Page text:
I watched the water splash from the plastic blue cup with every step, betraying my lack of grace and dexterity as I made my way past the first cone. Then it was the pitcher of water, also sloshing about and spilling precious H2O into the base of the server tray. And as much as I was failing to keep the water in its respective containers, I was also in dead last place! Needless to say my first venture in the sport of “server racing” was unspectacular and a little ugly, albeit tremendously enjoyable.
So how did I end up laughingly “racing” against other seasoned restaurant servers in an obstacle course adjacent to downtown Utica? Well because Katie Reilly, one of the event coordinators, knew by then that I love Utica and I’d probably do just about anything to support something positive there… even if it meant filling a last-minute opening in a competition I had no business being in. And I had a blast doing it.
When I first began traveling to Utica on a regular basis 7 years ago, I quickly became acquainted with the fact that a group of young people were on the forefront of rebuilding the city’s image. Made In Utica, a grassroots, down-and-dirty collection of twenty-somethings who were sick of their city’s languishing reputation, seemed to have their finger on the pulse of a community that was just waiting for a spark. MIU didn’t just light the spark… they quickly poured gasoline on it.
From organically creating a pro-local business movement with their annual “Utica Passport” campaign, where customers receive discounts at participating establishments, to reporting on positive news before the local news outlets could get wind of it, MIU was and continues to be the very sort of underground, community-leading hype-beast that a flailing city is and was desperate for. In a time when “fighting the man” is becoming increasingly popular, this incredibly strategic grassroots team of young people has created a movement that satisfies the need for community activation while maintaining an organically alternative social pose. In English, this translates to creativity and popularity by way of opposing the yawn-inducing status quo, and ruffling a few feathers in the process. And as MIU continues to activate the city with events and happenings, more and more Uticans are opening their eyes to the fact that a major motivator in their downtown’s comeback is a group of overachieving young people… and it’s working.
In 2018, Made In Utica unveiled their most ambitious venture as they launched Handshake City, an empty parcel of grassland just outside of Utica’s downtown. With a handful of refurbished and retrofitted shipping containers serving as inexpensive and flexible pop-up vendor space, MIU launched an opportunity for residents and visitors to connect to local makers and creative spirits, reminding this once sleepy city that local talent is alive and well. All this on a grassy slab of formerly-industrial property that the city is still looking to sell and develop. Handshake City’s appeal and downfall is in its constant state of temporary existence… while the whole concept is incremental activation of underutilized space, the always looming reality that it may all be sold to make way for an eager developer means that more ambitious planning impossible. But this lack of certainty doesn’t stifle the efforts of Made in Utica.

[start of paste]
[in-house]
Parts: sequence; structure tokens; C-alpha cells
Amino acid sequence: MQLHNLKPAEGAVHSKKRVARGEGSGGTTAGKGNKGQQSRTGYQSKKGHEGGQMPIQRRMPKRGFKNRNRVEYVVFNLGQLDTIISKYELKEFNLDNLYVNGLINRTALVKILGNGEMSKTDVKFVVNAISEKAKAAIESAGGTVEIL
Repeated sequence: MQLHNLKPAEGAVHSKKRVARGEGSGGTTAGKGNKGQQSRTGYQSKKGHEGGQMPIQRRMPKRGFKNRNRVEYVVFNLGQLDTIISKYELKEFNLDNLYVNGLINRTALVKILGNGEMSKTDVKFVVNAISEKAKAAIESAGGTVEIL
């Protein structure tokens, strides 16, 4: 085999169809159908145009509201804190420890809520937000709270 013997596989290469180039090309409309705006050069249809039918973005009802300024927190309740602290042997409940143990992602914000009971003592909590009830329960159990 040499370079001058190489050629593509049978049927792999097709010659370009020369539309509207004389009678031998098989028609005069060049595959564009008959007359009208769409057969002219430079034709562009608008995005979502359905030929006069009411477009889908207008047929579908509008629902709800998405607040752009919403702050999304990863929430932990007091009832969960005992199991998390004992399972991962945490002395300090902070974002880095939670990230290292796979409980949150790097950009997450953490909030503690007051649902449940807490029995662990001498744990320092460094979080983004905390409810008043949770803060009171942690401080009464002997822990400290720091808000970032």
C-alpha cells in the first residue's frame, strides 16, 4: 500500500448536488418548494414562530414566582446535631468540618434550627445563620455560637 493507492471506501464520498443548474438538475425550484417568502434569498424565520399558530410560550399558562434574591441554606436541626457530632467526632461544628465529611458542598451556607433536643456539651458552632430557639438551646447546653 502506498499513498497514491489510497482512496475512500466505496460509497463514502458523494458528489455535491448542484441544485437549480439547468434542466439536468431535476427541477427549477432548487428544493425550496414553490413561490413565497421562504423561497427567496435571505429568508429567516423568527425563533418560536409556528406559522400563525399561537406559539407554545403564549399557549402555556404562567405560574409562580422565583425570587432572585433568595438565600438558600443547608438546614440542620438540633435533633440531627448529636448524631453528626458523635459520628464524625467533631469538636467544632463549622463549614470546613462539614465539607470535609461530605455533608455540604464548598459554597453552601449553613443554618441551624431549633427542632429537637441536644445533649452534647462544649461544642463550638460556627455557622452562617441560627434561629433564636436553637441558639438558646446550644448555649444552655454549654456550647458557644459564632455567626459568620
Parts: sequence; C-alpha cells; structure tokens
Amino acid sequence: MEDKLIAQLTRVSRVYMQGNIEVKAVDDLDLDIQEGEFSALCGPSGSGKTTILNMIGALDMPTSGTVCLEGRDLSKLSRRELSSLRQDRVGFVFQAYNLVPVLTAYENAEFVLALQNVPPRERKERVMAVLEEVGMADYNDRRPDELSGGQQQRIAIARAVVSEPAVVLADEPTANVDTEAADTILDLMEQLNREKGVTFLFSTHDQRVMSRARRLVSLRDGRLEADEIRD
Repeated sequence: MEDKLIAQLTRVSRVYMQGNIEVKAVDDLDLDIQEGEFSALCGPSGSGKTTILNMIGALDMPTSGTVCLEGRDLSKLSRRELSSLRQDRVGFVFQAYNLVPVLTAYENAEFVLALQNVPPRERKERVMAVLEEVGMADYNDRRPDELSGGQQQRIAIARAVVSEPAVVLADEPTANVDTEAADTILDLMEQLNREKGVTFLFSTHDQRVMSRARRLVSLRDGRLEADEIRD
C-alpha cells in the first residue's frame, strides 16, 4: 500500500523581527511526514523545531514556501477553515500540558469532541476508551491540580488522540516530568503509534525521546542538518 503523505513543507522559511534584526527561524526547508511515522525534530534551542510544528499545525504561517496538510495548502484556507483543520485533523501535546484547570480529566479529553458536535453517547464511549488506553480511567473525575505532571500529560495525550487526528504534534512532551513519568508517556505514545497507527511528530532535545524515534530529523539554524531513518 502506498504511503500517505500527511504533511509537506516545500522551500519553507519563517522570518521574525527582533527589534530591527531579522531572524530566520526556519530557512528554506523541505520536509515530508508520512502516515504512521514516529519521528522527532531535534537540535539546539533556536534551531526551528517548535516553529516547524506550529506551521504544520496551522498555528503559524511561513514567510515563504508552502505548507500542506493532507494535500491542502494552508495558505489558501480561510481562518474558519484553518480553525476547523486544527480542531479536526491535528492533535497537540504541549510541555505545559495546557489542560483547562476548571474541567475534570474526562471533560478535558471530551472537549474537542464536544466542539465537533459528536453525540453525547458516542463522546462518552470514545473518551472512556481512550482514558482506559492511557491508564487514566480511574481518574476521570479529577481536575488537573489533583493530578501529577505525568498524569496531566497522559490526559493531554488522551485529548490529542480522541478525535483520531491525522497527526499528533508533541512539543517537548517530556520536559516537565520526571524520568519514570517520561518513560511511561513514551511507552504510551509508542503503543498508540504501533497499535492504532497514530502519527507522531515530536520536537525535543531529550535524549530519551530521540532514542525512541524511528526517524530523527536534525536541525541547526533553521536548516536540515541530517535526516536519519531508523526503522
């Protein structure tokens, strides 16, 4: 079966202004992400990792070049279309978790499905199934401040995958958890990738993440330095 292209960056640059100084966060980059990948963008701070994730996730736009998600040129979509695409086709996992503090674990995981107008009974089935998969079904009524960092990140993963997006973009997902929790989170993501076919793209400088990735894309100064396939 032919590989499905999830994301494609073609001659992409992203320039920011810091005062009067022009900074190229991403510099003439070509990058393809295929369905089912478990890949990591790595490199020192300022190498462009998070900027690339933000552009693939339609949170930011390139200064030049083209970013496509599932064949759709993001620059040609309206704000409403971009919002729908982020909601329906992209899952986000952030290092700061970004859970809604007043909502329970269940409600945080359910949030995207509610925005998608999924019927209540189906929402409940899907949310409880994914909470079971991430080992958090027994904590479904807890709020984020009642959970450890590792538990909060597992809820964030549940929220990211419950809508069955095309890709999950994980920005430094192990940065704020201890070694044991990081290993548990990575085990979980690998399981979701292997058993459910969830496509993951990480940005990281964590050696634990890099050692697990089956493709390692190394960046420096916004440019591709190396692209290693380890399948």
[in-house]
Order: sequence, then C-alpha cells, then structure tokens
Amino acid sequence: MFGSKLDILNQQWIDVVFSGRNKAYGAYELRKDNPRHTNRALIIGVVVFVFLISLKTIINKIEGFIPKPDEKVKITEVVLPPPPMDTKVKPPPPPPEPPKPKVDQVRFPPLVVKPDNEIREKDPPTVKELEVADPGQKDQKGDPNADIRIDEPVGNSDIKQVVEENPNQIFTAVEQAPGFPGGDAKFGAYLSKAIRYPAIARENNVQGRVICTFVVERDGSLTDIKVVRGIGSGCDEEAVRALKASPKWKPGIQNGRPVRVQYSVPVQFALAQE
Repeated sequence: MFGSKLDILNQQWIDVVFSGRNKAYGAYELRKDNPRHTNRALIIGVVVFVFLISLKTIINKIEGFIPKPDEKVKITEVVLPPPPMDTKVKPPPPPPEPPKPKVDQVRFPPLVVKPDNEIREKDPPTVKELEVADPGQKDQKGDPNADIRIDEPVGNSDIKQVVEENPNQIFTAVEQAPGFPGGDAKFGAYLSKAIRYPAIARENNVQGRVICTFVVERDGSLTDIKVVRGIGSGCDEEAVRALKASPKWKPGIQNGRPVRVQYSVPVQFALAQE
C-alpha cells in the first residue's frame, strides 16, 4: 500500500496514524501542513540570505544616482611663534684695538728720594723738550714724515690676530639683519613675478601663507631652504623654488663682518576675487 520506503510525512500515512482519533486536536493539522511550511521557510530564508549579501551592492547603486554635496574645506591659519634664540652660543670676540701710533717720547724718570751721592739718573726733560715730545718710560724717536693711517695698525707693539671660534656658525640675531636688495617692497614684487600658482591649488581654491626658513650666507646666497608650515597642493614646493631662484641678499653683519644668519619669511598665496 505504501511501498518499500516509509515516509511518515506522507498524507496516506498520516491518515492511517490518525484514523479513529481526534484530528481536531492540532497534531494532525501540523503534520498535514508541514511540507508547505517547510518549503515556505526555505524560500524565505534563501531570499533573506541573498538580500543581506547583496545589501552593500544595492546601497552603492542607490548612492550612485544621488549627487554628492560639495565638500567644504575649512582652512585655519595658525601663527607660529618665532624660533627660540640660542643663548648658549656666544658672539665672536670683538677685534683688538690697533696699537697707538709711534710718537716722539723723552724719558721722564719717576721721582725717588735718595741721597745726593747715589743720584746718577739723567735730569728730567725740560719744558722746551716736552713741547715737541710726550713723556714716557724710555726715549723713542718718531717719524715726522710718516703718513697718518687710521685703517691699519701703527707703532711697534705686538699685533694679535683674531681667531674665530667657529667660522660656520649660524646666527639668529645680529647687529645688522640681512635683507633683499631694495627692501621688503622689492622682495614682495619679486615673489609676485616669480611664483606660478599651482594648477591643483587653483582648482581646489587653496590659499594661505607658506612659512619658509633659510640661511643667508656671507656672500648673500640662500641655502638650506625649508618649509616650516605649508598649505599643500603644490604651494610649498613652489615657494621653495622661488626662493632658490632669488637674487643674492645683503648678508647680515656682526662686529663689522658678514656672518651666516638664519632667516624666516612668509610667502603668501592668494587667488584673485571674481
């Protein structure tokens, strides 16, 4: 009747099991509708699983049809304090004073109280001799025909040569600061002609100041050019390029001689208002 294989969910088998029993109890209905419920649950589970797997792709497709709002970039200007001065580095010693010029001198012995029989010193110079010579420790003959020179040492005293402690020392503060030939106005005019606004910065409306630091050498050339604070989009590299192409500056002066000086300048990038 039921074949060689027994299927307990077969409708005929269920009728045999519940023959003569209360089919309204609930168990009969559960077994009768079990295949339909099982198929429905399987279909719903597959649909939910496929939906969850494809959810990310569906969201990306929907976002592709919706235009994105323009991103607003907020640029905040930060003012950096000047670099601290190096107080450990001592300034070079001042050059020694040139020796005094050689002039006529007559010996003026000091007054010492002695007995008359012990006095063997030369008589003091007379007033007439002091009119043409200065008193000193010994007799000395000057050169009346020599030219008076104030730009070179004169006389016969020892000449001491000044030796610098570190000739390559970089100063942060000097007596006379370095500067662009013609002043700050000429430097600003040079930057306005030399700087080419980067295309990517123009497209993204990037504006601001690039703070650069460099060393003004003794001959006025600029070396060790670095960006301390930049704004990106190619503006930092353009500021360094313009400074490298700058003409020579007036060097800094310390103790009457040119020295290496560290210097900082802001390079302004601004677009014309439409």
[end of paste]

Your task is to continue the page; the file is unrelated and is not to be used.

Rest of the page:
In late summer 2021 I attended Handshake City’s “Downtown Getdown” event. It was the first time I had seen the space in action for myself. People came out in droves to see the vendors, listen to an outstanding lineup of local musical artists and of course, enjoy good food and drink. A space for kids created a family friendly atmosphere. In a time when social distancing is on everyone’s mind, the outdoor venue allowed for people to spread out and approach the experience at their own comfort level.
The vibe was intoxicating, as old-school local rock-lovers took in the great music. Young people flocked to the vendors and the beer. Older Uticans came out to see a city re-energized in a way that reminded them of the city they knew as youngsters. While I have loved Utica since my first visit, the event and the space allowed me to understand just how much Uticans needed an excuse to go out and explore all that their community has to offer.
In most cities, local government or the Chamber of Commerce would be the driving force behind the downtown festival or the annual merchant event. But in Utica, an enthusiastic group of ambitious young residents are driving the social scene while giving this city’s revitalization effort a feeling of grassroots legitimacy. When a locally based organization is at the heart of a city’s re-imagination, it sends the message that Utica’s future is being organically driven by its people, and that this movement has no agenda save the desire to nurture a more naturally vibrant community. And when this honest desire is the engine behind the activation of under-utilized space, the true definition of urban revitalization is truly imagined.